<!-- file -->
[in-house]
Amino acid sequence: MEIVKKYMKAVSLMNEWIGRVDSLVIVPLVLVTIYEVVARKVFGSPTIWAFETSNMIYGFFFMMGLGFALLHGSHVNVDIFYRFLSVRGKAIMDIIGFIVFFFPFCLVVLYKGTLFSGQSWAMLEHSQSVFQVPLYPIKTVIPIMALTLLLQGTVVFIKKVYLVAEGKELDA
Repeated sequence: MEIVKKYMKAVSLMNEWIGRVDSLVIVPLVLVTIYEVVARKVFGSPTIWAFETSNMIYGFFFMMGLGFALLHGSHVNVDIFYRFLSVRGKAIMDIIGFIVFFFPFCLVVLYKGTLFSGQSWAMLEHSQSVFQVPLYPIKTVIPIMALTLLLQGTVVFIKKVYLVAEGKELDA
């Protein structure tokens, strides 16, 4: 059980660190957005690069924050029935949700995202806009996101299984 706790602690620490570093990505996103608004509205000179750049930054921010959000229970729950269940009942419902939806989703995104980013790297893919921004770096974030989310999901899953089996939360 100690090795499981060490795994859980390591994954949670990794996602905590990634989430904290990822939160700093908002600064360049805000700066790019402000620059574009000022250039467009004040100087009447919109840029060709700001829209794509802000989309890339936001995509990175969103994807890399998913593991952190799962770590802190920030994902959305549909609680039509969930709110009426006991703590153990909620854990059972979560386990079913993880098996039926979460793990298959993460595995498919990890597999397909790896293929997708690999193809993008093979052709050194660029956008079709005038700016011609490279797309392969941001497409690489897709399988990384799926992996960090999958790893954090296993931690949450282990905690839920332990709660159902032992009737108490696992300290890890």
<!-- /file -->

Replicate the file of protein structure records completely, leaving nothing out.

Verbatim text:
[in-house]
Amino acid sequence: MEIVKKYMKAVSLMNEWIGRVDSLVIVPLVLVTIYEVVARKVFGSPTIWAFETSNMIYGFFFMMGLGFALLHGSHVNVDIFYRFLSVRGKAIMDIIGFIVFFFPFCLVVLYKGTLFSGQSWAMLEHSQSVFQVPLYPIKTVIPIMALTLLLQGTVVFIKKVYLVAEGKELDA
Repeated sequence: MEIVKKYMKAVSLMNEWIGRVDSLVIVPLVLVTIYEVVARKVFGSPTIWAFETSNMIYGFFFMMGLGFALLHGSHVNVDIFYRFLSVRGKAIMDIIGFIVFFFPFCLVVLYKGTLFSGQSWAMLEHSQSVFQVPLYPIKTVIPIMALTLLLQGTVVFIKKVYLVAEGKELDA
């Protein structure tokens, strides 16, 4: 059980660190957005690069924050029935949700995202806009996101299984 706790602690620490570093990505996103608004509205000179750049930054921010959000229970729950269940009942419902939806989703995104980013790297893919921004770096974030989310999901899953089996939360 100690090795499981060490795994859980390591994954949670990794996602905590990634989430904290990822939160700093908002600064360049805000700066790019402000620059574009000022250039467009004040100087009447919109840029060709700001829209794509802000989309890339936001995509990175969103994807890399998913593991952190799962770590802190920030994902959305549909609680039509969930709110009426006991703590153990909620854990059972979560386990079913993880098996039926979460793990298959993460595995498919990890597999397909790896293929997708690999193809993008093979052709050194660029956008079709005038700016011609490279797309392969941001497409690489897709399988990384799926992996960090999958790893954090296993931690949450282990905690839920332990709660159902032992009737108490696992300290890890």